Recently I’ve been spending a lot of time researching the book House of Leaves. Needless to say there is an amazing wealth of analytical viewpoints available for one to make up their own mind about what’s really going on in the story. I spent some time on the MZD forums and found some fascinating interpretations of major characters or events, but I still felt as though there was something missing, something slipping between my fingers that perhaps others hadn’t caught. I was compelled to continue.
Considering that I’m majoring in English & Digital Humanities, it’s somewhat ironic that defining the field is such a chore. I could tell you about all of the advancements that are being made between text and networks, or how archival tools are being used to categorize and database literary information for easier access, but in truth these are not very small slivers of a greater whole.
Part of being a digital humanist means being a collaborator, and there are a plethora of facilitating platforms like GoogleDocs and Storify to link and co-author content. But sometimes deconstruction applies too, as Mark Sample proposes “what is broken and twisted is also beautiful, and a bearer of knowledge. The Deformed Humanities is an origami crane — a piece of paper contorted into an object of startling insight and beauty.” In this vein, here’s an Emily Dickinson poem that’s been deconstructed and rearranged, words linked by tangential pathways that make the poem malleable. You can read it however you choose, beginning wherever you want.
Comment below with the best phrases you find.
Gabriel Garcia Marquez’s “A Very Old Man With Enormous Wings” is a peculiar addition to the lexicon of prose dealing with issues of faith. Here the typically center stage allegories and heavy-handed metaphors are buried in obscurity, and remain a conundrum to the reader long after finishing the story. Rather than spelling everything out for the reader, Marquez mirrors in his writing the kind of ambiguity prominent in most belief systems. The story portrays the paradoxes and fickleness of faith through its characters’ interactions with the Old Man, while forcing the reader to speculate on the dichotomy of cruelty and compassion.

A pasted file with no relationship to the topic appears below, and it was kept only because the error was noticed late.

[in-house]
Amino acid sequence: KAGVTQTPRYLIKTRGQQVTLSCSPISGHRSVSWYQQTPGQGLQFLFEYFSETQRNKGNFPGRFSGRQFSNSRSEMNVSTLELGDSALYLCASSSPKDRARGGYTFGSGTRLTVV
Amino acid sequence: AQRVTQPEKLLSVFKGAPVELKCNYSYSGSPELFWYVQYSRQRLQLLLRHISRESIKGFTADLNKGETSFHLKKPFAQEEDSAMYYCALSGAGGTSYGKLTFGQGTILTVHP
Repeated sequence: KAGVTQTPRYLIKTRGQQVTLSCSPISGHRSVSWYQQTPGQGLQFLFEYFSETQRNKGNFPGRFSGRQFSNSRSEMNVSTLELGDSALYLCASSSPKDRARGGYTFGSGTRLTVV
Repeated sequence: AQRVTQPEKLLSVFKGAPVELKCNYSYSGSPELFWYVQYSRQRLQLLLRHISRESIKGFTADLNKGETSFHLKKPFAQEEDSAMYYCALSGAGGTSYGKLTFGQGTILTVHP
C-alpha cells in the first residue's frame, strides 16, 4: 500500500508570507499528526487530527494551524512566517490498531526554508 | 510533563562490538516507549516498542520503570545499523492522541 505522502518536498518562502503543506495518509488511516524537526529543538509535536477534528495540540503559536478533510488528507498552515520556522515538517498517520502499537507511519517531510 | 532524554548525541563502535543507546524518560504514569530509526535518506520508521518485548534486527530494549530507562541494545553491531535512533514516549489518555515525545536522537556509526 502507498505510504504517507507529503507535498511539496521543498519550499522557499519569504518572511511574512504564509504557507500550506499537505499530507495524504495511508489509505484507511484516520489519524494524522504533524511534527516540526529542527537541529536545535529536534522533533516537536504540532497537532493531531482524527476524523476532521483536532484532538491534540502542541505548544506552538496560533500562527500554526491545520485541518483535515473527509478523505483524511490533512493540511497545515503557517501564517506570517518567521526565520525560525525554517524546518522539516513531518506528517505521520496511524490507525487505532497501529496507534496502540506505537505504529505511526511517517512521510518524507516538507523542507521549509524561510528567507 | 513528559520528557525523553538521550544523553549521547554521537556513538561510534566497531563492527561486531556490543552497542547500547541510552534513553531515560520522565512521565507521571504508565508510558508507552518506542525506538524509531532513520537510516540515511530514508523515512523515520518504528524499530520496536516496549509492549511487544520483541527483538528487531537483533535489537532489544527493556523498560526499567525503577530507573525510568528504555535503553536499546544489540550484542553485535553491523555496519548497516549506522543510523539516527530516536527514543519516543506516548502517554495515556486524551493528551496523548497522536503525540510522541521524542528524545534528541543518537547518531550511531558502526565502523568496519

Tim O’Brien’s classic Vietnam short story is about much more than the technical listings of standard issue war gear. The things these men carry are only underscored by the weight of ammunition, rations, weapons, and canteens—“They carried the sky” (364). I love this piece for its ability to combine the gritty realities of war with the inner turmoil that is almost never talked about after the fighting stops. The “Thousand Yard Stare”, or countless other names, will always be only an enigma to most of us civilians.
Gabriel Garcia Marquez’s A Very Old Man With Enormous Wings is an exemplary exploration of faith and the dichotomy of compassion/cruelty. The titular “angel” is viewed in opposition to more historically consistent versions of angels, and in bringing him “down to earth” Marquez lets the reader view something supernatural through the lens of everyday ordinariness. The key to understanding this story is presented through the pitiful girl who has been transformed into a spider for disobeying her parents and sneaking out to a dance. The spider-girl requires little more than pity to earn the spectators’ faith in her story, while the old man is persistently doubted, tormented, and seen as a repulsive abomination.